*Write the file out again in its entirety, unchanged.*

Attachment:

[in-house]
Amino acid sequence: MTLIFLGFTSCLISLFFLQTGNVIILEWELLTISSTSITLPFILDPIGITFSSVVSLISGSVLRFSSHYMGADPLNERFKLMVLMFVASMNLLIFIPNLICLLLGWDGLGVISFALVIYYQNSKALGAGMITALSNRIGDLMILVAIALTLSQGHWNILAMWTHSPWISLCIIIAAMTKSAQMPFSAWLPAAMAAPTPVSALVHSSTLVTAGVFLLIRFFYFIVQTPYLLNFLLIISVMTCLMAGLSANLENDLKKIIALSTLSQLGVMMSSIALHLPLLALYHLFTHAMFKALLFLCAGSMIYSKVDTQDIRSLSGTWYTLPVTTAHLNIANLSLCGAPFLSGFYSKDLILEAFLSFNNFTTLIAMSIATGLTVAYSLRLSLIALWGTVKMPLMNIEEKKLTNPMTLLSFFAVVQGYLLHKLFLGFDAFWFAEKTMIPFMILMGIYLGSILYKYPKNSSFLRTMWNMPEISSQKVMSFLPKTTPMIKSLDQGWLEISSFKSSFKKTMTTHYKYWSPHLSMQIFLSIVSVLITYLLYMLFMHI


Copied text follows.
[in-house]
Amino acid sequence: MTLIFLGFTSCLISLFFLQTGNVIILEWELLTISSTSITLPFILDPIGITFSSVVSLISGSVLRFSSHYMGADPLNERFKLMVLMFVASMNLLIFIPNLICLLLGWDGLGVISFALVIYYQNSKALGAGMITALSNRIGDLMILVAIALTLSQGHWNILAMWTHSPWISLCIIIAAMTKSAQMPFSAWLPAAMAAPTPVSALVHSSTLVTAGVFLLIRFFYFIVQTPYLLNFLLIISVMTCLMAGLSANLENDLKKIIALSTLSQLGVMMSSIALHLPLLALYHLFTHAMFKALLFLCAGSMIYSKVDTQDIRSLSGTWYTLPVTTAHLNIANLSLCGAPFLSGFYSKDLILEAFLSFNNFTTLIAMSIATGLTVAYSLRLSLIALWGTVKMPLMNIEEKKLTNPMTLLSFFAVVQGYLLHKLFLGFDAFWFAEKTMIPFMILMGIYLGSILYKYPKNSSFLRTMWNMPEISSQKVMSFLPKTTPMIKSLDQGWLEISSFKSSFKKTMTTHYKYWSPHLSMQIFLSIVSVLITYLLYMLFMHI